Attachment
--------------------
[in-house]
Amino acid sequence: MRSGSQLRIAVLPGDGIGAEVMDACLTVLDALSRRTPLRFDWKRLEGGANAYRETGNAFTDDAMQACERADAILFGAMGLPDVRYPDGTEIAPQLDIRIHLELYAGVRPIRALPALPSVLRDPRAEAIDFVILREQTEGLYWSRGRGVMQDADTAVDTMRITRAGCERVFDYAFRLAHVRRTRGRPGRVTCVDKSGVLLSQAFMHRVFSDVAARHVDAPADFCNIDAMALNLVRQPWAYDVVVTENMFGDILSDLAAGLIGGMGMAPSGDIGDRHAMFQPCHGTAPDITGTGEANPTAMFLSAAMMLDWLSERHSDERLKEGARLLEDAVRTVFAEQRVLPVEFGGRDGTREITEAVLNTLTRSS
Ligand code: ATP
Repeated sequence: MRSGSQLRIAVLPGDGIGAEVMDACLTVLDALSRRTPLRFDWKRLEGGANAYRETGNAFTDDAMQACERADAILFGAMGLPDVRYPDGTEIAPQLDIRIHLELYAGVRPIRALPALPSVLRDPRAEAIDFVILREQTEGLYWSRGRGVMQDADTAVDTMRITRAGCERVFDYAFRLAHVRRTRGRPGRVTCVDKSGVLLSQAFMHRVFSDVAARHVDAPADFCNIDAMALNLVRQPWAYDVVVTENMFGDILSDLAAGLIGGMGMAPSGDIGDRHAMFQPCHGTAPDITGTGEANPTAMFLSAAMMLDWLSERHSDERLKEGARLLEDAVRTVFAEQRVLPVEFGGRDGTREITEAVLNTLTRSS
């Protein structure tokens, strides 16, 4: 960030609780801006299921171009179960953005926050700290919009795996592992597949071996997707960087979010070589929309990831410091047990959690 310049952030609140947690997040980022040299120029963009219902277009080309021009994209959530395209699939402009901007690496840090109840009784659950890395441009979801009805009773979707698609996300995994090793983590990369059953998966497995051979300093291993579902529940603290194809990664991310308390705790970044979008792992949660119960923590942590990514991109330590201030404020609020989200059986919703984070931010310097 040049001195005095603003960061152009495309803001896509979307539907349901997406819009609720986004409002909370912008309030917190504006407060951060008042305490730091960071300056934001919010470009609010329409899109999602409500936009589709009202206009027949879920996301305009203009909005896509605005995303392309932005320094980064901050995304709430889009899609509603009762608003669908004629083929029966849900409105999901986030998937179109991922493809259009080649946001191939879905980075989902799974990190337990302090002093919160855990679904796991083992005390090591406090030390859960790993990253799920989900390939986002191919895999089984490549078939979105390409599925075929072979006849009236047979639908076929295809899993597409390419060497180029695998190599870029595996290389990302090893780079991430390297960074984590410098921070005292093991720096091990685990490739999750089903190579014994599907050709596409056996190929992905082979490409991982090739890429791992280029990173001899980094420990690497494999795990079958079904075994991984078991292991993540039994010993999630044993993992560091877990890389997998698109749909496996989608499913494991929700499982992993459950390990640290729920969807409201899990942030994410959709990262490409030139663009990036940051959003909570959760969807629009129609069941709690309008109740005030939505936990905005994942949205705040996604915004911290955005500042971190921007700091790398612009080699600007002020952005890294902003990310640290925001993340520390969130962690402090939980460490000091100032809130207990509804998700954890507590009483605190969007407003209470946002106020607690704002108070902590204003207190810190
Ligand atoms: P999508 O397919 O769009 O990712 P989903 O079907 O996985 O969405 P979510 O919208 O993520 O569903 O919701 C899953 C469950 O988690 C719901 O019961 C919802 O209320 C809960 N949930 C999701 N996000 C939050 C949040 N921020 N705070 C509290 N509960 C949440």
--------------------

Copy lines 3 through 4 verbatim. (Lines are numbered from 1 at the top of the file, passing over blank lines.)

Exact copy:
Ligand code: ATP
Repeated sequence: MRSGSQLRIAVLPGDGIGAEVMDACLTVLDALSRRTPLRFDWKRLEGGANAYRETGNAFTDDAMQACERADAILFGAMGLPDVRYPDGTEIAPQLDIRIHLELYAGVRPIRALPALPSVLRDPRAEAIDFVILREQTEGLYWSRGRGVMQDADTAVDTMRITRAGCERVFDYAFRLAHVRRTRGRPGRVTCVDKSGVLLSQAFMHRVFSDVAARHVDAPADFCNIDAMALNLVRQPWAYDVVVTENMFGDILSDLAAGLIGGMGMAPSGDIGDRHAMFQPCHGTAPDITGTGEANPTAMFLSAAMMLDWLSERHSDERLKEGARLLEDAVRTVFAEQRVLPVEFGGRDGTREITEAVLNTLTRSS